At regular intervals Escoffey decries the notion that he’s psychic. So how can he know which card you’d pick from a closed deck of cards? Can he read minds? Put thoughts into your head? Or he is simply a clever and manipulative cheat? Or is it a combination of all of these?

A hilarious send up of Tarot card readers is priceless, and then is nonchantly followed up with a stunt where it appears that he is indeed able to predict the future!

So how can he so accurately predict what we are thinking? And do we need to know? Quoting Douglas Adams Escoffey asks: “Isn't it enough to see that a garden is beautiful……?” For me it is. For others, this show will be the start of long conversation about whether he is indeed psychic or just a conman. The answer is far from clear.

It’s wonderful to have your preconceptions about reality profoundly challenged on your average night out ;)  Escoffey is an extraordinary talent. You will have a ball. Fantastic entertainment. World class.

(also published on The Clothesline)

Stuart Bowden – Before Us

Tuxedo Cat’s Perske Pavilion, Sun Feb 16

Just about everything Stuart Bowden does in Before Us is inappropriate. Not in any shocking way, or in any way that is embarrassing. Quite the opposite – it’s actually quite endearing. His costume, his dancing, a lot of his singing, the almost stream of consciousness monologue – all inappropriate. And the interesting thing is that when you string together a series of inappropriate activities you kind of get a new genre that is unlike anything you’ve ever seen.

Bowden enjoys talking about death, and this show is loosely built around the story of his father’s death, and our own mortality. Using live looped audio as a backdrop to his strange tales Bowden speaks for all those who have ever felt insecure or vulnerable; for all those who’ve contemplated the big questions about being alive. And dead. Like who were my parents? Why I am here?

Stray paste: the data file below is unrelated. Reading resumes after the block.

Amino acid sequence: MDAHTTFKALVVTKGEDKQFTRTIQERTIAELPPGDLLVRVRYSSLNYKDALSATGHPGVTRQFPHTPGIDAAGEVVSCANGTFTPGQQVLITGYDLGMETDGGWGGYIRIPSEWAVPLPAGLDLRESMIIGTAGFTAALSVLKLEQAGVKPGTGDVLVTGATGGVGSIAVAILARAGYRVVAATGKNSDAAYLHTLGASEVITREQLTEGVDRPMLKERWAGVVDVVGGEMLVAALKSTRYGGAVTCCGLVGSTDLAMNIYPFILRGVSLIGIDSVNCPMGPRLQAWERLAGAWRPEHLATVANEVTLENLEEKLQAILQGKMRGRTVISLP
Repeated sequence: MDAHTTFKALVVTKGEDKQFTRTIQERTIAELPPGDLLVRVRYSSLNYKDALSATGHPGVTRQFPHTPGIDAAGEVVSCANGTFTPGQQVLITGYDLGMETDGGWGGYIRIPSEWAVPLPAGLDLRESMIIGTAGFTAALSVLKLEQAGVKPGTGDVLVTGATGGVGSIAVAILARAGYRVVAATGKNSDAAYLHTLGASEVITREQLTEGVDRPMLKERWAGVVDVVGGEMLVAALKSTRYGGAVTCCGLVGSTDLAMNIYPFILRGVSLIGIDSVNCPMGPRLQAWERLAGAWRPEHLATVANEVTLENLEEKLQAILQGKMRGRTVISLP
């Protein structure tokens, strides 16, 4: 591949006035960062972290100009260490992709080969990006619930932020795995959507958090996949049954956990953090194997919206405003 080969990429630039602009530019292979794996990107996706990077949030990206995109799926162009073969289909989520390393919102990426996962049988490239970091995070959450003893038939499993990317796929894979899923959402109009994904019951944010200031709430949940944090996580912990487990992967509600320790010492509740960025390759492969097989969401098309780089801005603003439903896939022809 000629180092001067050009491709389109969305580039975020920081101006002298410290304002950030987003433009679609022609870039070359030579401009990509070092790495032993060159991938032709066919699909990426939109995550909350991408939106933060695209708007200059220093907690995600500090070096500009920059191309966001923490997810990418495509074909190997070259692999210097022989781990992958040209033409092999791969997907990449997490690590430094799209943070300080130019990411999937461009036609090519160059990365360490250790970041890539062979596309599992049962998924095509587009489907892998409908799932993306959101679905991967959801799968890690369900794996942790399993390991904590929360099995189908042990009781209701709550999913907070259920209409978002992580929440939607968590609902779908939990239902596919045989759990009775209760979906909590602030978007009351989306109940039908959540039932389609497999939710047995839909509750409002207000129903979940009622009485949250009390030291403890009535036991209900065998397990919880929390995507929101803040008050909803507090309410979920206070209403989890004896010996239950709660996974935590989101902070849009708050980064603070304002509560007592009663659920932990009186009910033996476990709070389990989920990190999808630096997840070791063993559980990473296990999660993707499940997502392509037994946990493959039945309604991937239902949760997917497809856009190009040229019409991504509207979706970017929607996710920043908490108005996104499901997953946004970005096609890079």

He has a charming knack of using apparent nonsense to get us thinking and feeling more deeply about life. It was interesting to notice how the audience moved from behaving like they were at just another comedy show laughing and giggling at every weird quirk or throwaway line, to realising that that there was something deeper going on that was more enjoyable and more meaningful than just cheap laughs.

By then his naive charm and sense of magic had the audience under his spell and you felt the connection between the absurd and the profound, the beautiful and the mysterious - to the point where we were all quite prepared to join in the marvellous final scene and celebrate being alive!

Do something completely different this Fringe and surrender to Stuart Bowden’s spell of weirdness. You will laugh. You may even cry. But you will leave feeling better about life. This play is just a joy.

Star Rating: 4.5

(also published on The Clothesline)

Thursday, February 26, 2015

Mush and Me

Mush and Me – Karla Chrome
Holden St Theatres’ The Arch, Sat Feb 14

Mush and Me was handpicked by Holden St Theatres to be part of their 2015 Fringe program, and it’s easy to see why. Gabby and Mush(taq) meet on neutral ground in an English call centre. The company’s star performers in telephone sales are drawn to each other as they observe each other in action. Their good natured competitive relationship quickly becomes social and despite the cultural and religious gap between them they find themselves falling love. 

Provoking and challenging each other about the foolishness of their respective beliefs just brings them closer, and the time arrives when they have to confront whether to announce their romance with their families. The scene that has both of them coming out to their families simultaneously is beautifully crafted. 

The difficulties of their cross-cultural relationship are a microcosm of what divides Arabic and Jewish culture. No matter how great their affection for each other layers of past hurt and suspicion complicate their present. ‘Enough of the past” Mush cries out to his mother - desperate for her to understand that not all Jews are wicked.

The obvious attraction between to the two protagonists is beautifully played by Daniella Isaacs  and Jaz Deol, and moments of passionate disagreement and anger typical of Middle Eastern discourse about ‘the problem’ are equally powerful.

A simple and effective set of white shelves displaying icons of both Muslim and Jewish culture are manoeuvred around the stage to accommodate the call centre, a bar, a hospital and lounge room, and at times has both actors pushing shelves together in the dark during scene changes that is neatly symbolic of them growing closer together.